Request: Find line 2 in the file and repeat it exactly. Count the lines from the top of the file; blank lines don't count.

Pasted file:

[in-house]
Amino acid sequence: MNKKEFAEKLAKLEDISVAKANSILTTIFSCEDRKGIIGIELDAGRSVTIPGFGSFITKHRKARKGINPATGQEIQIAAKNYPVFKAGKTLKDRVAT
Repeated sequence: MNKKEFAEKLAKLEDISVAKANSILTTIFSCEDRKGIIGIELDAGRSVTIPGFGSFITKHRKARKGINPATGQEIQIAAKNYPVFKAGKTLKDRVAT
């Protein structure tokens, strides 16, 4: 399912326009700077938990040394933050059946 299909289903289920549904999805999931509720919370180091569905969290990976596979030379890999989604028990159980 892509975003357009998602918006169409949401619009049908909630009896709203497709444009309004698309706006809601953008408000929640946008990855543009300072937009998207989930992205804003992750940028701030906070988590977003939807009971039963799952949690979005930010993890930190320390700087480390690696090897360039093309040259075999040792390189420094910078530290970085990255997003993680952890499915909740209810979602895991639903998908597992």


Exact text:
Amino acid sequence: MNKKEFAEKLAKLEDISVAKANSILTTIFSCEDRKGIIGIELDAGRSVTIPGFGSFITKHRKARKGINPATGQEIQIAAKNYPVFKAGKTLKDRVAT